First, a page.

The EC consults on existing cryptoasset regulatory framework and considers a separate EU framework for cryptoassets outside the current scope.
By Stuart Davis
On 19 December 2019, the European Commission (EC) launched a public consultation to review the suitability and effectiveness of the current EU regulatory framework applicable to cryptoassets. The consultation will examine cryptoassets that are within the scope of the framework (In-Scope Cryptoassets) and determine whether a separate EU regulatory framework should be adopted for cryptoassets that do not currently fall within scope (Out-of-Scope Cryptoassets), either by introducing an EU directive (which would need to be incorporated into Member State laws) or an EU regulation (which would be directly applicable across the EU). The EC also published an inception impact assessment, which explains the rationale behind the consultation and the expected impacts of a new EU regulatory framework for Out-of-Scope Cryptoassets.
The problem the EU consultation aims to address
The overarching problem with the regulation of cryptoassets in the EU is the lack of clarity on how cryptoassets are currently treated and should be treated.
In-Scope Cryptoassets are typically deemed in scope because they qualify as “financial instruments” under the Markets in Financial Instruments Directive (MiFID II) or “e-money” under the Electric Money Directive (EMD2). Given that cryptoassets possess unique features and technologies that traditional financial instruments do not have, it is unclear as to whether financial services requirements under the current framework are suitable for In-Scope Cryptoassets. For example, cryptoassets rely on distributed ledger technology (DLT), and there are provisions in existing legislation that may preclude the application of certain technologies such as DLT. Furthermore, different interpretations and applications of existing requirements to cryptoassets can lead to divergent approaches by national competent authorities, resulting in uncertainty, difficulties with the cross-border provision of cryptoassets services, and a fragmentation of the existing EU regulatory approach applicable to In-Scope Cryptoassets. In light of these problems, the consultation aims to assess whether targeted changes, e.g., by way of publication of Q&As from the European Supervisory Authorities or amendments to existing EU financial services legislation/regulation, are necessary to address risks around In-Scope Cryptoassets and to promote a harmonised EU approach.
Out-of-Scope Cryptoassets are typically out of scope because they do not qualify as financial instruments or e-money under MiFID II and the EMD2. Out-of-Scope Cryptoassets are problematic in that their lack of regulation could result in risks to investor protection due to consumers’ lack of understanding of cryptoassets generally, especially cryptoassets with complex structures. A lack of regulation could also lead to heightened risks to market integrity in the secondary market of cryptoassets, where their novelty and complexity is likely to result in increased risks of fraud and market manipulation. Furthermore, in the absence of regulation, some Member States have established, or are considering establishing, a bespoke regulatory framework for Out-of-Scope Cryptoassets. This is problematic as the proliferation of national approaches would lead to greater market fragmentation, would contradict the principles of harmonisation, and could threaten the level playing field in the single market in terms of consumer protection, market integrity, and competition. As such, the consultation aims to assess whether a separate EU regulatory framework specifically for Out-of-Scope Cryptoassets should be mandated in order to address these risks and to remove cross-border barriers within the EU.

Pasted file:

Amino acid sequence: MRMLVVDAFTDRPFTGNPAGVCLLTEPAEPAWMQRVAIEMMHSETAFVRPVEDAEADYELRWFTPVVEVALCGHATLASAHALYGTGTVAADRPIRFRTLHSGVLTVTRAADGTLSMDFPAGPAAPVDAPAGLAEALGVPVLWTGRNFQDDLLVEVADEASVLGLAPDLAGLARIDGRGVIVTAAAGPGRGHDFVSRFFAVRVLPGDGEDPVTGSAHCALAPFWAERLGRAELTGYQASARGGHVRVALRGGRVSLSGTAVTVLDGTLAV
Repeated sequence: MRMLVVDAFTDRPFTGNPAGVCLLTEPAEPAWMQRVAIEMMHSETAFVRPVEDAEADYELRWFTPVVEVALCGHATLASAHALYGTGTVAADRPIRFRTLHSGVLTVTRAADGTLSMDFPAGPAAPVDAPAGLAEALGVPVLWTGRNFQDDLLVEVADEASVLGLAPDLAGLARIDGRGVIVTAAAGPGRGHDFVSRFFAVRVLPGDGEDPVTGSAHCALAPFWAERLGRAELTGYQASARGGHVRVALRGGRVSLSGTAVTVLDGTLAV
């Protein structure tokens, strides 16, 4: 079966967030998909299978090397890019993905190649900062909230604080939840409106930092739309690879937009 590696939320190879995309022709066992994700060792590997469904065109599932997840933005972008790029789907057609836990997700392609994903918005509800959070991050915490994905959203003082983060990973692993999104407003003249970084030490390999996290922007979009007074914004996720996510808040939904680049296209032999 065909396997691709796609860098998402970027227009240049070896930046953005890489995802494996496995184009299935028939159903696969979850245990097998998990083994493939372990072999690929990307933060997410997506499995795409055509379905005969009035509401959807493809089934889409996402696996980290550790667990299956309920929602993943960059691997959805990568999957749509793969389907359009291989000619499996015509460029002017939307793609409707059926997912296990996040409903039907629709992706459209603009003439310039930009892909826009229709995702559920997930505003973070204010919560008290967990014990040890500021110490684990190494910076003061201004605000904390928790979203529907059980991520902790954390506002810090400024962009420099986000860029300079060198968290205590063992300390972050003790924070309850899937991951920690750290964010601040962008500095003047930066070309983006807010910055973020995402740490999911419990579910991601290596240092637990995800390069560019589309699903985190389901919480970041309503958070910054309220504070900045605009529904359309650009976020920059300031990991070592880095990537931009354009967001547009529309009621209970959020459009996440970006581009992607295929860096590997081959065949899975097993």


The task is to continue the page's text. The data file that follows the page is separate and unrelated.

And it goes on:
Expected impacts of a new EU regulatory framework for Out-of-Scope Cryptoassets
The inception impact assessment sets out the impacts, e.g., economic, social, etc., that are likely to arise if a new EU regulatory framework for Out-of-Scope Cryptoassets were to be introduced. For example, regulating Out-of-Scope Cryptoassets could result in an abundance of positive economic impacts as the market could benefit from the efficiencies of cryptoasset technologies (e.g., blockchain, tokenization of financial assets). Regulating Out-of-Scope Cryptoassets would also mean that consumers would be adequately protected. There is also likely to be increased access to finance for small companies, due to reduced legal barriers to the cross-border development of ICOs and STOs. Introducing a new regulatory framework for Out-of-Scope Cryptoassets may also lead to initial increases in compliance costs, but, ultimately, the EC believes that there would likely be lower compliance costs due to enhanced clarity on what constitutes Out-of-Scope Cryptoassets. In addition, by shedding light on what is considered to be Out-of-Scope Cryptoassets, fragmented regulatory approaches across Member States would likely be avoided.
The public consultation is open to feedback until 12 March 2020 and the impact assessment until 16 January 2020.
This post was prepared with the assistance of Bianca Lee in the London office of Latham & Watkins.
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